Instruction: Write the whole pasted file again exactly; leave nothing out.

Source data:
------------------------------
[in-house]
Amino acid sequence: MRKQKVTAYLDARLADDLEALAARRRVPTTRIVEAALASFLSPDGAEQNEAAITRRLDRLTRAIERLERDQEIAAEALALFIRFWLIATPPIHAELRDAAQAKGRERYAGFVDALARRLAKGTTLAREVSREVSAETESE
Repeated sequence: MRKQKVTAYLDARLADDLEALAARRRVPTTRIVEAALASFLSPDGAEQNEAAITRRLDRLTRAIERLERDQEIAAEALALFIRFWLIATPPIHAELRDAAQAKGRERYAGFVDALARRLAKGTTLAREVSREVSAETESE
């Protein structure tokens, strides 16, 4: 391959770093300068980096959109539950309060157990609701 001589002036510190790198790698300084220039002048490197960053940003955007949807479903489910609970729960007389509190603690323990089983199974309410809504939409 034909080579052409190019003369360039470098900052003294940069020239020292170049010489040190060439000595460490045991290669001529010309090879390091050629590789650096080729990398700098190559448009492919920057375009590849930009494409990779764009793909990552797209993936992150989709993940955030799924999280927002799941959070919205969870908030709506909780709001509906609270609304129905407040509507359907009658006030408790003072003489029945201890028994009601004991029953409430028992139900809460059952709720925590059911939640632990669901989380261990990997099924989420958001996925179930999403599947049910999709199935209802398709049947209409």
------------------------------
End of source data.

[in-house]
Amino acid sequence: MRKQKVTAYLDARLADDLEALAARRRVPTTRIVEAALASFLSPDGAEQNEAAITRRLDRLTRAIERLERDQEIAAEALALFIRFWLIATPPIHAELRDAAQAKGRERYAGFVDALARRLAKGTTLAREVSREVSAETESE
Repeated sequence: MRKQKVTAYLDARLADDLEALAARRRVPTTRIVEAALASFLSPDGAEQNEAAITRRLDRLTRAIERLERDQEIAAEALALFIRFWLIATPPIHAELRDAAQAKGRERYAGFVDALARRLAKGTTLAREVSREVSAETESE
């Protein structure tokens, strides 16, 4: 391959770093300068980096959109539950309060157990609701 001589002036510190790198790698300084220039002048490197960053940003955007949807479903489910609970729960007389509190603690323990089983199974309410809504939409 034909080579052409190019003369360039470098900052003294940069020239020292170049010489040190060439000595460490045991290669001529010309090879390091050629590789650096080729990398700098190559448009492919920057375009590849930009494409990779764009793909990552797209993936992150989709993940955030799924999280927002799941959070919205969870908030709506909780709001509906609270609304129905407040509507359907009658006030408790003072003489029945201890028994009601004991029953409430028992139900809460059952709720925590059911939640632990669901989380261990990997099924989420958001996925179930999403599947049910999709199935209802398709049947209409």